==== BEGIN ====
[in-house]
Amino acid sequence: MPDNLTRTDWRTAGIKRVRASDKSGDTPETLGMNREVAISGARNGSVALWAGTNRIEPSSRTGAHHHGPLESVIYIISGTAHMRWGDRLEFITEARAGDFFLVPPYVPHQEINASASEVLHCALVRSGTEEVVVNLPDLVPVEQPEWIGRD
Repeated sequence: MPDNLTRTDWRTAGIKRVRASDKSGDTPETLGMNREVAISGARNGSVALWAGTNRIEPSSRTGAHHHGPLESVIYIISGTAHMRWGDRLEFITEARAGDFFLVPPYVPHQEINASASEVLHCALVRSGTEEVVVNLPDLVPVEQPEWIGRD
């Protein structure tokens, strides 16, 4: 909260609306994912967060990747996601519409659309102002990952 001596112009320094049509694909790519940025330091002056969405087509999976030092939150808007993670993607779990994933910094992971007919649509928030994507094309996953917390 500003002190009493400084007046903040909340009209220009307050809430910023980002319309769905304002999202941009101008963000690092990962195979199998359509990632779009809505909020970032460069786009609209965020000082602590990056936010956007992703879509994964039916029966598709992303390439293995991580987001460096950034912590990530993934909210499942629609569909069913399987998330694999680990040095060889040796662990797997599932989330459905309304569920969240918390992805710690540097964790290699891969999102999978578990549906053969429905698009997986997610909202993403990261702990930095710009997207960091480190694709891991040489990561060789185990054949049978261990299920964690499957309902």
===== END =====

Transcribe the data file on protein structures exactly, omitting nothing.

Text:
[in-house]
Amino acid sequence: MPDNLTRTDWRTAGIKRVRASDKSGDTPETLGMNREVAISGARNGSVALWAGTNRIEPSSRTGAHHHGPLESVIYIISGTAHMRWGDRLEFITEARAGDFFLVPPYVPHQEINASASEVLHCALVRSGTEEVVVNLPDLVPVEQPEWIGRD
Repeated sequence: MPDNLTRTDWRTAGIKRVRASDKSGDTPETLGMNREVAISGARNGSVALWAGTNRIEPSSRTGAHHHGPLESVIYIISGTAHMRWGDRLEFITEARAGDFFLVPPYVPHQEINASASEVLHCALVRSGTEEVVVNLPDLVPVEQPEWIGRD
């Protein structure tokens, strides 16, 4: 909260609306994912967060990747996601519409659309102002990952 001596112009320094049509694909790519940025330091002056969405087509999976030092939150808007993670993607779990994933910094992971007919649509928030994507094309996953917390 500003002190009493400084007046903040909340009209220009307050809430910023980002319309769905304002999202941009101008963000690092990962195979199998359509990632779009809505909020970032460069786009609209965020000082602590990056936010956007992703879509994964039916029966598709992303390439293995991580987001460096950034912590990530993934909210499942629609569909069913399987998330694999680990040095060889040796662990797997599932989330459905309304569920969240918390992805710690540097964790290699891969999102999978578990549906053969429905698009997986997610909202993403990261702990930095710009997207960091480190694709891991040489990561060789185990054949049978261990299920964690499957309902």